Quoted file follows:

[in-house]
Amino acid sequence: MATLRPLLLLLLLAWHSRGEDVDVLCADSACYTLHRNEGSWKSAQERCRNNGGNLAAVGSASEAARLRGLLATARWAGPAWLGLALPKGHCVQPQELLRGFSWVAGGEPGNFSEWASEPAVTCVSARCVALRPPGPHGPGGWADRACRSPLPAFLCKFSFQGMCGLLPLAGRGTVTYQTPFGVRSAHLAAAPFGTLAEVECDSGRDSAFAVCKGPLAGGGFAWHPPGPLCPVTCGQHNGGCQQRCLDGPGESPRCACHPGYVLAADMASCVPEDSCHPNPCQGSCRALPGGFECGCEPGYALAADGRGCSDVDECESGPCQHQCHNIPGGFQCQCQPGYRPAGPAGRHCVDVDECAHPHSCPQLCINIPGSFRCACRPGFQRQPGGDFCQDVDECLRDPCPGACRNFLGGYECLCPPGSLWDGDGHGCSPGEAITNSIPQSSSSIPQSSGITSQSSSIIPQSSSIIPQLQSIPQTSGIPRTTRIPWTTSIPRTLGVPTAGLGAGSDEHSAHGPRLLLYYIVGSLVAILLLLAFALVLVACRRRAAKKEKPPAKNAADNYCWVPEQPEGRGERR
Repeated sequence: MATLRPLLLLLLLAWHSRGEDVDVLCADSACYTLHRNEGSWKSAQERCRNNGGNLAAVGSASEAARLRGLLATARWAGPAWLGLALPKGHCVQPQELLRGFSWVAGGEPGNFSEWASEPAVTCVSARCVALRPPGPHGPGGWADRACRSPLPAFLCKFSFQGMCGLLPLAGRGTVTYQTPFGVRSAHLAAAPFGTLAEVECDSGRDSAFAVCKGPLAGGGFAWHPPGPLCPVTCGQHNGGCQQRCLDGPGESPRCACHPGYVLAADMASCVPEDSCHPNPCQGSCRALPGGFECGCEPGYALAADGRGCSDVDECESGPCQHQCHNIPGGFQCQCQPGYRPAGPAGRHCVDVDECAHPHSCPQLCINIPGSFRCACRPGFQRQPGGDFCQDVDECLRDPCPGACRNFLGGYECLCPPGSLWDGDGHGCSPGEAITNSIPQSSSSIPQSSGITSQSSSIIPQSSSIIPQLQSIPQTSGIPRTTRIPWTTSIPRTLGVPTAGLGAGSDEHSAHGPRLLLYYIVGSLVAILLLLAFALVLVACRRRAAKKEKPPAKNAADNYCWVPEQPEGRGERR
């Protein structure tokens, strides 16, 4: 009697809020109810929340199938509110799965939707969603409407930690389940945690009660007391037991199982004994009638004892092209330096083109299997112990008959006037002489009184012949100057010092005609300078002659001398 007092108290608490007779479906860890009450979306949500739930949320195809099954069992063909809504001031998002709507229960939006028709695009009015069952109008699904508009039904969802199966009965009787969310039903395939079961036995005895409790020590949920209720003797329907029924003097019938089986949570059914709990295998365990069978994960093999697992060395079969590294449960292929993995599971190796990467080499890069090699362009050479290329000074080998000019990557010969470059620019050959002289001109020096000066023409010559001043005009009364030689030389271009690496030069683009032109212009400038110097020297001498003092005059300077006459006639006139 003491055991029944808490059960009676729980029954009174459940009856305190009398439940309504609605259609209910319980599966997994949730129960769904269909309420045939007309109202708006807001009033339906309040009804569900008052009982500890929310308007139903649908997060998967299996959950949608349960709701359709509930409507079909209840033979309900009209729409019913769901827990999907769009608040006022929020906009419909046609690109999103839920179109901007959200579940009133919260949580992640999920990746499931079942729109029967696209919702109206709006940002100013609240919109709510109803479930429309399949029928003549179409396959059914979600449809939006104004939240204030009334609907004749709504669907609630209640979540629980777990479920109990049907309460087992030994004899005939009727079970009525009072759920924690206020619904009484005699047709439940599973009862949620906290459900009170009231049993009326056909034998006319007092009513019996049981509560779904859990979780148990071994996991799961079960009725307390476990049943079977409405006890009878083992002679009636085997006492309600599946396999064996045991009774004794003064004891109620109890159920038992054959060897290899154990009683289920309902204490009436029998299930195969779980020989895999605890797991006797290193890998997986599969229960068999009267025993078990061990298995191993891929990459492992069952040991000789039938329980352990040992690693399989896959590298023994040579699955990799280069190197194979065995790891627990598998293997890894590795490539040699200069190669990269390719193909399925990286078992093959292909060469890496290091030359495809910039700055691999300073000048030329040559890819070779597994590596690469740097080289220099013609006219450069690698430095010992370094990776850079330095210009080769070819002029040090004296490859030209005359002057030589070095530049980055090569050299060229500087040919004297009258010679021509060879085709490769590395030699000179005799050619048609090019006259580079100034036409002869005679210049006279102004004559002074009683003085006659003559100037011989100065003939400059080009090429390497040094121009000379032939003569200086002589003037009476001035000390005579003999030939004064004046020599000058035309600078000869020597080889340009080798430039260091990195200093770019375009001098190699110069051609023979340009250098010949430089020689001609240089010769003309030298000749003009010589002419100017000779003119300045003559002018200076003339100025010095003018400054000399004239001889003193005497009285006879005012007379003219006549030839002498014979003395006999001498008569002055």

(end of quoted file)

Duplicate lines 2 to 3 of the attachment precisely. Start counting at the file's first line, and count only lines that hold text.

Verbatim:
Amino acid sequence: MATLRPLLLLLLLAWHSRGEDVDVLCADSACYTLHRNEGSWKSAQERCRNNGGNLAAVGSASEAARLRGLLATARWAGPAWLGLALPKGHCVQPQELLRGFSWVAGGEPGNFSEWASEPAVTCVSARCVALRPPGPHGPGGWADRACRSPLPAFLCKFSFQGMCGLLPLAGRGTVTYQTPFGVRSAHLAAAPFGTLAEVECDSGRDSAFAVCKGPLAGGGFAWHPPGPLCPVTCGQHNGGCQQRCLDGPGESPRCACHPGYVLAADMASCVPEDSCHPNPCQGSCRALPGGFECGCEPGYALAADGRGCSDVDECESGPCQHQCHNIPGGFQCQCQPGYRPAGPAGRHCVDVDECAHPHSCPQLCINIPGSFRCACRPGFQRQPGGDFCQDVDECLRDPCPGACRNFLGGYECLCPPGSLWDGDGHGCSPGEAITNSIPQSSSSIPQSSGITSQSSSIIPQSSSIIPQLQSIPQTSGIPRTTRIPWTTSIPRTLGVPTAGLGAGSDEHSAHGPRLLLYYIVGSLVAILLLLAFALVLVACRRRAAKKEKPPAKNAADNYCWVPEQPEGRGERR
Repeated sequence: MATLRPLLLLLLLAWHSRGEDVDVLCADSACYTLHRNEGSWKSAQERCRNNGGNLAAVGSASEAARLRGLLATARWAGPAWLGLALPKGHCVQPQELLRGFSWVAGGEPGNFSEWASEPAVTCVSARCVALRPPGPHGPGGWADRACRSPLPAFLCKFSFQGMCGLLPLAGRGTVTYQTPFGVRSAHLAAAPFGTLAEVECDSGRDSAFAVCKGPLAGGGFAWHPPGPLCPVTCGQHNGGCQQRCLDGPGESPRCACHPGYVLAADMASCVPEDSCHPNPCQGSCRALPGGFECGCEPGYALAADGRGCSDVDECESGPCQHQCHNIPGGFQCQCQPGYRPAGPAGRHCVDVDECAHPHSCPQLCINIPGSFRCACRPGFQRQPGGDFCQDVDECLRDPCPGACRNFLGGYECLCPPGSLWDGDGHGCSPGEAITNSIPQSSSSIPQSSGITSQSSSIIPQSSSIIPQLQSIPQTSGIPRTTRIPWTTSIPRTLGVPTAGLGAGSDEHSAHGPRLLLYYIVGSLVAILLLLAFALVLVACRRRAAKKEKPPAKNAADNYCWVPEQPEGRGERR